U.S. Fish and Wildlife Service Conducts Five-year Status Reviews of 37 Southeastern Species
As part of the process mandated by the Endangered Species Act (ESA), the U.S. Fish and Wildlife Service will conduct five-year status reviews of 37 endangered or threatened fish, wildlife, and plants. These species are primarily found in the Southeastern United States and Puerto Rico, but are also known to occur in Delaware, Maryland, Missouri, New Jersey, Texas, and Virginia.
The public is invited to provide information and comments concerning these species on or before September 13, 2021.
These five-year reviews will ensure listing classifications under the ESA are accurate and recommend changes in status where appropriate based on the latest science and analysis. In addition to reviewing the classification of these species, a five-year review presents an opportunity to track the species’ recovery progress. It may benefit species by providing valuable information to guide future conservation efforts.
For several of the species included in this notice, the Service has Species Status Assessments (SSA) available for download. SSAs are rigorous assessments of a species’ ability to maintain self-sustaining populations over time. These assessments are based on the best available scientific and commercial information regarding life history, biology, and consideration of current and future vulnerabilities. The result is a single document that delivers foundational science for informing all ESA decisions, including listing determinations, consultations, grant allocations, permitting, and recovery planning.
Information gathered during a review can assist in making funding decisions, consideration related to reclassifying species status, conducting interagency consultations, making permitting decisions, and determining whether to update recovery plans, and other actions under the ESA.
This notice announces our active review of 28 species listed here that are currently federally listed as endangered:
Endangered Fish and Wildlife
Puerto Rican parrot, Key deer, Cape Fear shiner, Alabama cavefish, Appalachian elktoe, white wartyback (pearlymussel), Alabama cave shrimp, Kentucky cave shrimp, and Miami tiger beetle.
Auerodendron pauciflorum, small-anthered bittercress, Big Pine partridge pea, wedge spurge, Alabama leather flower, Apalachicola rosemary, Cordia bellonis, higüero de sierra, Harper’s beauty, Roan Mountain bluet, sand flax, scrub lupine, Myrcia paganii, bariaco, wide-leaf warea, Elaphoglossum serpens, Polystichum calderonense, Tectaria estremerana, and Florida bristle fern.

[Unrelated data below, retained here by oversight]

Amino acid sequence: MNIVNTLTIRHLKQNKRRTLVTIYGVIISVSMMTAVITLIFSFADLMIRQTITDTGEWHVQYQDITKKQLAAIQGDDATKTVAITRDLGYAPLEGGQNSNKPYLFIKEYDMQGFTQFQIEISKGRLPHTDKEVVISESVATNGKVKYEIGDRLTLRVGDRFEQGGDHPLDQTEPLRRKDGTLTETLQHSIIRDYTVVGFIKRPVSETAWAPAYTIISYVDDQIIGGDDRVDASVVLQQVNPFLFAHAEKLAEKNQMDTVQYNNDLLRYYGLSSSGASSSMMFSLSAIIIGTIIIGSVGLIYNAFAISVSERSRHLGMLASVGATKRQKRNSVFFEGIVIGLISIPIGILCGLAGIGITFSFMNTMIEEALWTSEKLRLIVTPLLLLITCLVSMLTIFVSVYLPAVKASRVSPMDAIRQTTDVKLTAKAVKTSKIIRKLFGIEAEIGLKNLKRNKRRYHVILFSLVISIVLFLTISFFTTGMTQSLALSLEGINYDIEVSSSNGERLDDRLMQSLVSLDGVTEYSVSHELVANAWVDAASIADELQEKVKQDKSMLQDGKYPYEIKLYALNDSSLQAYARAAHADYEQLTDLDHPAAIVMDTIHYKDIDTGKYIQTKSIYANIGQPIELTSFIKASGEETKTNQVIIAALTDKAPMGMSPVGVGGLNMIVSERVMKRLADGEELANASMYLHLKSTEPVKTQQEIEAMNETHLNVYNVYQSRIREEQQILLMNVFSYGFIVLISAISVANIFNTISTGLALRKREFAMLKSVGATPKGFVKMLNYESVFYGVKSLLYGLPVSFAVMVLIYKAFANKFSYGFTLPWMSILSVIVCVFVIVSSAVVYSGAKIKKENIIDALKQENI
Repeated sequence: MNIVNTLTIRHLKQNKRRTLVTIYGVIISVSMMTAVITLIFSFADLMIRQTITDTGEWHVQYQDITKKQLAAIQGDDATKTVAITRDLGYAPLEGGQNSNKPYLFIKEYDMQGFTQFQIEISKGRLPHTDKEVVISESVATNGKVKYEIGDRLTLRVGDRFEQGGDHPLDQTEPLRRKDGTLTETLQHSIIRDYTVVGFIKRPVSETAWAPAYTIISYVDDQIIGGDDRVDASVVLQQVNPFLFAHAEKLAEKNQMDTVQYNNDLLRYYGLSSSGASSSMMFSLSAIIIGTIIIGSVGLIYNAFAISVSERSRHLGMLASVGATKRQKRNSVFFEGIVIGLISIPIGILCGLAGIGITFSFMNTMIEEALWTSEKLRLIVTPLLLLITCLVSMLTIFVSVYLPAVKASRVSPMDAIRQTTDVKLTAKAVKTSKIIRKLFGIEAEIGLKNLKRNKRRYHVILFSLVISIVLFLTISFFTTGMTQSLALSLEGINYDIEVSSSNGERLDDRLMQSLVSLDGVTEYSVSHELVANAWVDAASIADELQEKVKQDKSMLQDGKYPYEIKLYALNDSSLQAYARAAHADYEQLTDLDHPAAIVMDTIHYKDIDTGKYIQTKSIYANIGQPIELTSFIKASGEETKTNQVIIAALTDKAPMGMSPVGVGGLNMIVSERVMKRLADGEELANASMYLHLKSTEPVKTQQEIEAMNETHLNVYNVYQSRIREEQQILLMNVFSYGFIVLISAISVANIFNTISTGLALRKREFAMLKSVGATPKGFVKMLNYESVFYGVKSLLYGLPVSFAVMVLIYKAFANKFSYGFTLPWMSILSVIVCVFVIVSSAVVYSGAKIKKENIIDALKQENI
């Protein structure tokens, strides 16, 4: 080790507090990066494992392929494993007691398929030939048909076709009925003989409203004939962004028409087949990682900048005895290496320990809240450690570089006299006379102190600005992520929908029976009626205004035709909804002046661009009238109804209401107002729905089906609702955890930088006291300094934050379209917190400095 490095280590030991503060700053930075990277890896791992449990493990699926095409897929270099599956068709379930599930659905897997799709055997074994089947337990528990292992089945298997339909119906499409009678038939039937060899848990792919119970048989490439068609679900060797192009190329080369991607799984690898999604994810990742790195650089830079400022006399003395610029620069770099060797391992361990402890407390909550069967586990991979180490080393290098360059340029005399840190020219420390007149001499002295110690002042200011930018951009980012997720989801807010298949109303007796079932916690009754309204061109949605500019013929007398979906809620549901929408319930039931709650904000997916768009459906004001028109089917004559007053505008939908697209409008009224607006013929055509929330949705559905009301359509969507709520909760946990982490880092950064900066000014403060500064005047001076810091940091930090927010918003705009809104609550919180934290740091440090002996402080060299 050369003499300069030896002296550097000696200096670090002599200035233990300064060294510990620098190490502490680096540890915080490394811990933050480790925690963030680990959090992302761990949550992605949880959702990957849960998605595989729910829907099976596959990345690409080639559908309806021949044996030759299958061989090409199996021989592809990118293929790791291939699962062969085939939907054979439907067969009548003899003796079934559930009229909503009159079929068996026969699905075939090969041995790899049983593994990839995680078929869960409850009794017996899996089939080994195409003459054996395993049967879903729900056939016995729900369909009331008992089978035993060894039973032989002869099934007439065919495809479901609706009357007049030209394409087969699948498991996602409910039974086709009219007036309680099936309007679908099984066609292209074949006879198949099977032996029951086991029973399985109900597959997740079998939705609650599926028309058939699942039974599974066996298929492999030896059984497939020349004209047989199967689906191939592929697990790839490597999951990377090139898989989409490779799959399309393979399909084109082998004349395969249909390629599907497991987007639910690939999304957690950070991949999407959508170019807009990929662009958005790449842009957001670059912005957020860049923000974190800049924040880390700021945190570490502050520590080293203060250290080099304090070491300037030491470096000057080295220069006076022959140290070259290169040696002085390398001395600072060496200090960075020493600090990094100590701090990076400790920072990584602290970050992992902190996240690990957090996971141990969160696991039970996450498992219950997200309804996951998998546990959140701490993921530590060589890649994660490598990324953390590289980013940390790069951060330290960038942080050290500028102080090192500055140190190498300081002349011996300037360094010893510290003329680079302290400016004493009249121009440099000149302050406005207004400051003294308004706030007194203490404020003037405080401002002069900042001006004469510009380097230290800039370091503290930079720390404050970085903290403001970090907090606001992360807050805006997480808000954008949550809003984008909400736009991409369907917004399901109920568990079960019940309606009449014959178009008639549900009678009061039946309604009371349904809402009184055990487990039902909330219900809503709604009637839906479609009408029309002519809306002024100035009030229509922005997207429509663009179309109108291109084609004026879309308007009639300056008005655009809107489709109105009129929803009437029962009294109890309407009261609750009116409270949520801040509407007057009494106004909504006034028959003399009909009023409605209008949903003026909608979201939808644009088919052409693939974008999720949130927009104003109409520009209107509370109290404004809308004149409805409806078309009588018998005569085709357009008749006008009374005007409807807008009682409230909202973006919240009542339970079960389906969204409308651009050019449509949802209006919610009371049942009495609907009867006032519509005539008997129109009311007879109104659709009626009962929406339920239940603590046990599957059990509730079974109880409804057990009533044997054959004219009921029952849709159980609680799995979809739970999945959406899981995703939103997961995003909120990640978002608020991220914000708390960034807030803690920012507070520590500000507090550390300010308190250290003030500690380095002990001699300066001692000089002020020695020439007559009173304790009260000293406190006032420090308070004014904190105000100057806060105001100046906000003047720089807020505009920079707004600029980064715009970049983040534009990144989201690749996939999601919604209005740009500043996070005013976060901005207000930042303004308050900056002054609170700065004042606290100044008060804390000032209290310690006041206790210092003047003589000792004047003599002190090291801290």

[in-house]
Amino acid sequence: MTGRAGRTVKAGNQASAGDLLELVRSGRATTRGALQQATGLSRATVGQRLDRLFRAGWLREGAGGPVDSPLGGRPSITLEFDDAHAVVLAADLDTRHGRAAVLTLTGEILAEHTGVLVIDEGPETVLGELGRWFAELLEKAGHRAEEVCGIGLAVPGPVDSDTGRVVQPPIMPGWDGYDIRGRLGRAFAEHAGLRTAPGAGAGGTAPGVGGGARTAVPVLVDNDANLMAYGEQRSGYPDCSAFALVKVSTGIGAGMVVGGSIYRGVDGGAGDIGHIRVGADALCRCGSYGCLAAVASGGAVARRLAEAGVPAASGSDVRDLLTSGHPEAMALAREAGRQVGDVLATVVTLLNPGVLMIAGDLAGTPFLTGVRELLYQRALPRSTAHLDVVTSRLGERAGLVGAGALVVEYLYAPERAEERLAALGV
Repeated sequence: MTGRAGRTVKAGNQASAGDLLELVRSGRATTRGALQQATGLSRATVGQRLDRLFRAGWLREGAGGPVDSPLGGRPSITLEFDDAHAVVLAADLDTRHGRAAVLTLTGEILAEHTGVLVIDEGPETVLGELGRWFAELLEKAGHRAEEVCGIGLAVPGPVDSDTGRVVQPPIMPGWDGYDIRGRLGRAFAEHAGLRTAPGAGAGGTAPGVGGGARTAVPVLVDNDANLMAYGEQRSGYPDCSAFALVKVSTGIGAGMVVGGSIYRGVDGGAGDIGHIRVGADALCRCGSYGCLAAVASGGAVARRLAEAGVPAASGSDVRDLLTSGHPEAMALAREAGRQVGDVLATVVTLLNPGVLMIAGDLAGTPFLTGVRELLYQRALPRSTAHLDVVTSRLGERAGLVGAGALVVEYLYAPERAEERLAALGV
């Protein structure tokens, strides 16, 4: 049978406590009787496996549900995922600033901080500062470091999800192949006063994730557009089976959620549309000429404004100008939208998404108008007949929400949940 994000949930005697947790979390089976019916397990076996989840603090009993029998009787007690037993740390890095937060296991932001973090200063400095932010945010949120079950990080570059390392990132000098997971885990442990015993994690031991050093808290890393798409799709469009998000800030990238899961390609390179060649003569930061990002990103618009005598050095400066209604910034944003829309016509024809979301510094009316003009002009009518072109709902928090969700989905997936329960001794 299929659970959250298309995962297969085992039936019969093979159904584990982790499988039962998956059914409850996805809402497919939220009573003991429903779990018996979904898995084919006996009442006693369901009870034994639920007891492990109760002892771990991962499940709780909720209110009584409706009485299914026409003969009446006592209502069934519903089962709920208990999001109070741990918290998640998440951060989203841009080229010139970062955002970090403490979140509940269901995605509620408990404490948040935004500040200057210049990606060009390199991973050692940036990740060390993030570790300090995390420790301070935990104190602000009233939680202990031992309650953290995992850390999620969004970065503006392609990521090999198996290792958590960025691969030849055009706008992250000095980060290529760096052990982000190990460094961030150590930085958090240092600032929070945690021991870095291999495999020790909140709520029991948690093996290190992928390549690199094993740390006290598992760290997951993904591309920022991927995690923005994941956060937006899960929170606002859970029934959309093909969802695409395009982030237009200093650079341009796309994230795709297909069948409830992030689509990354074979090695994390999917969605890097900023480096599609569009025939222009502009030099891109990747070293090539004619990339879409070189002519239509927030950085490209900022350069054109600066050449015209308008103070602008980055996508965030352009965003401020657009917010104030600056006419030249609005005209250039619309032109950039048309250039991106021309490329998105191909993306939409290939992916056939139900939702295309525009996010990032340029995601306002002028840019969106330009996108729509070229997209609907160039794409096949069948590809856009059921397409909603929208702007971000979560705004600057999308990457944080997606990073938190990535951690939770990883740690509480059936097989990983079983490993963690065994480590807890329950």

This notice announces our active review of nine species listed here that are currently federally listed as threatened:
Threatened Fish and Wildlife
Guajón, Kentucky arrow darter, West Indian manatee, Louisiana pearlshell, Suwannee moccasinshell, Squirrel Chimney Cave shrimp, and painted snake coiled forest snail.
Blodgett’s silverbush and Geocarpon minimum.
The five-year reviews seek information on: (1) species biology, including population trends, distribution, abundance, demographics, and genetics; (2) habitat conditions, including amount, distribution, and suitability; (3) conservation measures that have been implemented; (4) threat status and trends; and, (5) other new information, data, or corrections, including taxonomic or nomenclatural changes; identification of erroneous information contained in the ESA list; and improved analytical methods. Comments and materials received will be available for public inspection by appointment.
The Federal Register notice announcing the status review of these 37 federally listed fish, wildlife and plants is available online; search for Docket #FWS–R4–ES–2021–N014.
Written comments and information about them should be sent via e-mail or regular mail to contacts listed here.
- Jennifer Koches, email@example.com 843-300-0424
- Endangered Species Act
- Five-Year Status Review
- North Carolina
- Puerto Rico
- South Carolina
- Threatened Species
The mission of the U.S. Fish and Wildlife Service is working with others to conserve, protect, and enhance fish, wildlife, plants, and their habitats for the continuing benefit of the American people. For more information on our work and the people who can make it happen, visit fws.gov. Connect with the Service on Facebook, follow our tweets, watch the YouTube Channel and download photos from Flickr.